• College writing, lit, and comp classes make you a better writer.
I look at some of the things I've written prior to these classes and I cringe. The expectations, suggestions, and critiques set out by my professor (who has a doctorate in poetry) and my peers greatly improved my skill level. I've never really been prouder of myself.

And it's not just your grammar base or vocabulary that you find has increased or improved. You find yourself becoming a more rounded writer when you read, analyze, write about, and examine older works from other writers.


  • It opens you up to new genres or things you might not have ever read before.
Were it not for my dear Dr. Byrd I would have never formed my love-hate relationship with Hemingway  I'm a fiction reader; a modern fiction reader--as in, sometime around the last ten to twenty years or so (with the exception of Bradbury). It's not that I hate old books; I just have a hard time jump-starting myself into reading them without some kind of incentive. (I still haven't finished The Three Musketeers.)

For me, that incentive was talking with other people about what we got from the piece we read; digging deep and talking about it. Then, hearing how on or off the mark we may or may not have been from our professor.


  • You make connections and network.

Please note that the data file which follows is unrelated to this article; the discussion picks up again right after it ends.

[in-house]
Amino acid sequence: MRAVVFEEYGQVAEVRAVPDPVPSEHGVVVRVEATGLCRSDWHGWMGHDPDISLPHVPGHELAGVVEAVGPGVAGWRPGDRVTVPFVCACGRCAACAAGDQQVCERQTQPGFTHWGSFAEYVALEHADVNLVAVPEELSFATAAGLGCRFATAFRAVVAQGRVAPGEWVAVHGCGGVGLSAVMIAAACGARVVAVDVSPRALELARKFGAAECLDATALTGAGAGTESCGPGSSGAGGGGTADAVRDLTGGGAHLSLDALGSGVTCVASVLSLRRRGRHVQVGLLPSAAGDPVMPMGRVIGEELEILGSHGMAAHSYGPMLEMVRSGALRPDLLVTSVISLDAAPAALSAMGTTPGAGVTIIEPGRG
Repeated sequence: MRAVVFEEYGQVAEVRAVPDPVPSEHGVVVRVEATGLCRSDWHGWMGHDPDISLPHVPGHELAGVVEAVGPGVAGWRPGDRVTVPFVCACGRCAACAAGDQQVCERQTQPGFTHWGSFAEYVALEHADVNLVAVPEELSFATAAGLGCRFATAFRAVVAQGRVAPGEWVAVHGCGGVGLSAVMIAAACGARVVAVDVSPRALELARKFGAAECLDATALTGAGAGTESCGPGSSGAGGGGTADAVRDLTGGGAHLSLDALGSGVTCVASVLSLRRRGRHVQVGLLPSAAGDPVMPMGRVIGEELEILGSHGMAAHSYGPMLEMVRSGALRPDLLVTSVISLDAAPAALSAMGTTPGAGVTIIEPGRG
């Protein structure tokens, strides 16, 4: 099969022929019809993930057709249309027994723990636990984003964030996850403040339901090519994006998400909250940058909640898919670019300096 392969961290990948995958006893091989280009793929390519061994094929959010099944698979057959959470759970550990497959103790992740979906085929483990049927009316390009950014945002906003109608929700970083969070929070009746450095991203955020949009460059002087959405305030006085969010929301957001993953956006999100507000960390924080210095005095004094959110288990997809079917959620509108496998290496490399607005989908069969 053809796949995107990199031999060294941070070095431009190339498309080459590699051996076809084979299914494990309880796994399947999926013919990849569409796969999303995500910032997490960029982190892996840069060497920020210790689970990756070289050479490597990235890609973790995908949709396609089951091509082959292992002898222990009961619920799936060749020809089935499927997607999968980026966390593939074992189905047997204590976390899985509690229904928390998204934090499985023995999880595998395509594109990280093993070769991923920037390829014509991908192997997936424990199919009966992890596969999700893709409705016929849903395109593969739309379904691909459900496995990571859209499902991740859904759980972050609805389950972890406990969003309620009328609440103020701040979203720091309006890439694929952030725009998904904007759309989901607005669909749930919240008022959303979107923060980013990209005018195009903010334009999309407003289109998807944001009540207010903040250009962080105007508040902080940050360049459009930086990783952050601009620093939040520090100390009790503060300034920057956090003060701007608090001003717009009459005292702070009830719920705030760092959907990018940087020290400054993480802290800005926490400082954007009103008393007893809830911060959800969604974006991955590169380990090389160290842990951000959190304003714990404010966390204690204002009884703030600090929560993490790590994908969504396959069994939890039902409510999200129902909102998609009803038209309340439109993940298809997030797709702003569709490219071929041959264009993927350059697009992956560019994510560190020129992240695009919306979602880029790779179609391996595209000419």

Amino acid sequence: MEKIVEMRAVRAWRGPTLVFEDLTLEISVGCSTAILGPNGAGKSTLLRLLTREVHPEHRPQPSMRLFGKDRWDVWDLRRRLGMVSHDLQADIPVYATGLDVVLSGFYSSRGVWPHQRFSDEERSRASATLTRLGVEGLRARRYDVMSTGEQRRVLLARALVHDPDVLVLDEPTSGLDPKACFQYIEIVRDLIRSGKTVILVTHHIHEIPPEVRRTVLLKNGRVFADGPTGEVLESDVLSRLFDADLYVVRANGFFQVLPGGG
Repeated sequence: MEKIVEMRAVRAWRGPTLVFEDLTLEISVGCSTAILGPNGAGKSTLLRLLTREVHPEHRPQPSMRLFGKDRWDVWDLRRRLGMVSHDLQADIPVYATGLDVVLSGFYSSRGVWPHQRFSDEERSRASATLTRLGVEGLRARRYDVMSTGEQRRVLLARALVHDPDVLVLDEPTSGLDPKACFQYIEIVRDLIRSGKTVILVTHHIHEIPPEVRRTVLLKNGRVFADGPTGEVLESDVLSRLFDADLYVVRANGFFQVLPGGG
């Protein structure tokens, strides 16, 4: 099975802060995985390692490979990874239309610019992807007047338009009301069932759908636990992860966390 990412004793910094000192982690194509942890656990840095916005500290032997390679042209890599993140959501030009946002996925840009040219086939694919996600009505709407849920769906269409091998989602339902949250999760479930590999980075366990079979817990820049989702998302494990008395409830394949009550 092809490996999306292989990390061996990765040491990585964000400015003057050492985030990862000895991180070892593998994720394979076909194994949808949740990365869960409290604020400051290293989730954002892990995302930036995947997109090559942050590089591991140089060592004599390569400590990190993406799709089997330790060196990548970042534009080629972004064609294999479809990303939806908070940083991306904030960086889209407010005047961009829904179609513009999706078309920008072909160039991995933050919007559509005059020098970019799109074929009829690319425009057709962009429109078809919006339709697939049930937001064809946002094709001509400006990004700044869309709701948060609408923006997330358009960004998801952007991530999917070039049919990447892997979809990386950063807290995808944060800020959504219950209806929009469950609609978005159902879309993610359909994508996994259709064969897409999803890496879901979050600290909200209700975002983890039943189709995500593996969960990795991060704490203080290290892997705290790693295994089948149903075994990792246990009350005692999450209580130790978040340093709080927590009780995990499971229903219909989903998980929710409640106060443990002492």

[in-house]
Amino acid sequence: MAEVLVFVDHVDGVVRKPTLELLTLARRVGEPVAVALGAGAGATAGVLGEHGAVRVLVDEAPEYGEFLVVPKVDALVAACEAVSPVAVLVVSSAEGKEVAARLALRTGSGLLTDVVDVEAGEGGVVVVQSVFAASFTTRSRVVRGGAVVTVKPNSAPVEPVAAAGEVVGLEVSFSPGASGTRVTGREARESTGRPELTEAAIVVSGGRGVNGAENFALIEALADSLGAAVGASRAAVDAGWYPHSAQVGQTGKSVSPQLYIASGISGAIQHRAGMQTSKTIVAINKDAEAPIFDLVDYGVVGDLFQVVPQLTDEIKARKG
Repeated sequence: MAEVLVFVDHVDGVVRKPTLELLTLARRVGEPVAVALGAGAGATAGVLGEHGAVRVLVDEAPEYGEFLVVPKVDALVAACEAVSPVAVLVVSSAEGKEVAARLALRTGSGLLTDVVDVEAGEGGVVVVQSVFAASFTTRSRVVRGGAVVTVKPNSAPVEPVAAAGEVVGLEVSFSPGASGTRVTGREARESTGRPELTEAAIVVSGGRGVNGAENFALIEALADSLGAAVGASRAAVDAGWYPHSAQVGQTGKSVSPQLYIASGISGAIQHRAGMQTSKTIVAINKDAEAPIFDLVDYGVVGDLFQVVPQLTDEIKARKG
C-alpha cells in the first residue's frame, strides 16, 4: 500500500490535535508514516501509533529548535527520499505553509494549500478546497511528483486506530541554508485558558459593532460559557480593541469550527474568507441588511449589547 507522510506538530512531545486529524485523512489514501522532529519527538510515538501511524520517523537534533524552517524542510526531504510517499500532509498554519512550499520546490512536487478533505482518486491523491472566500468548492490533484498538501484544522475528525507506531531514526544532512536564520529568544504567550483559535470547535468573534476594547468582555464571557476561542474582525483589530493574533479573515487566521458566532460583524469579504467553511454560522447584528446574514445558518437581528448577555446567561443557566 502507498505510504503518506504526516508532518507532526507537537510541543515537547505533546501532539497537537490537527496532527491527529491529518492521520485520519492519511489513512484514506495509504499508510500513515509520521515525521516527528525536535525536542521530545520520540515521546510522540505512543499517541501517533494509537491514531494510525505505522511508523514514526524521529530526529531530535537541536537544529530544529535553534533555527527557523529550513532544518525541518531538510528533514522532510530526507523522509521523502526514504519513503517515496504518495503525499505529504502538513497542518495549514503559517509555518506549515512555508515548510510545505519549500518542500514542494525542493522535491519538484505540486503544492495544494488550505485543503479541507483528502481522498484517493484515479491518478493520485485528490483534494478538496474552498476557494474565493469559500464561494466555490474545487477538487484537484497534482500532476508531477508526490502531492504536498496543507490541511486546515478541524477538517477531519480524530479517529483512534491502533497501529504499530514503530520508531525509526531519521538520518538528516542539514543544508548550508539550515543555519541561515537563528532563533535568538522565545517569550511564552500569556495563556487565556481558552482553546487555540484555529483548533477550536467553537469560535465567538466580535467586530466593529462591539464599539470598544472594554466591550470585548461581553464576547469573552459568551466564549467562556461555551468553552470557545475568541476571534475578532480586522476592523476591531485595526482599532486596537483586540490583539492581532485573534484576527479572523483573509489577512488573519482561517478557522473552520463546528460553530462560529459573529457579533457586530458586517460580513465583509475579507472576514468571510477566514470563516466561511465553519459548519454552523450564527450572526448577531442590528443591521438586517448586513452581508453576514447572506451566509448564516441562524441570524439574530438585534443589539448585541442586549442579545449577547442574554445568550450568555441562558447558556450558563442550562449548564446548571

I can't tell you how many people I've met through school, people who aren't even in my career path, that offer me a fountain of information or sources for my writing. You need a website guy? While it's not a guarantee, you might find yourself a decently priced undergrad who needs a little income or a-way-get-their-name-out-there who's willing to do your site for little to no cost. Need an artist? College artists love to draw; they also need funds for their work like the rest of us. And in many cases, that photographer is just as good, if not better, than a 'professional'.

Even if you can't offer money as service for their work, you can always do an exchange of work by writing for them or their sites, ect.

Ultimately, going to college is my best option not just because of the above reasons, but for the same reason my dad mentioned: the back up plan. With a masters degree I can teach as professor; as a high school, middle school, or elementary school teacher; I can offer tutoring; and I can work as an editor. I could even be a freelance editor. And guess what? I'm still basically doing what I love while I write my novels.

"So, do I really need a college degree to write?"

The simple answer is: no, but it helps.

The more complex answer is: it really depends on your situation. College costs a lot; quite a bit more than it should, in this humble author's opinion. Students are incurring major loan debt in the country. Not all of us are sure how or if we can pay it back. Really, we need a solid solution that works. But, this has many people wondering if it's worth it at all. Why put yourself in debt when you're essentially gambling on making enough in your field? And that's what it boils down to: is it worth it for you.
source: sxc.hu

My suggestion would be to look at where you are in life, consider sources (online and off) on how much what you want to do pays out annually, and then make the best choice you can.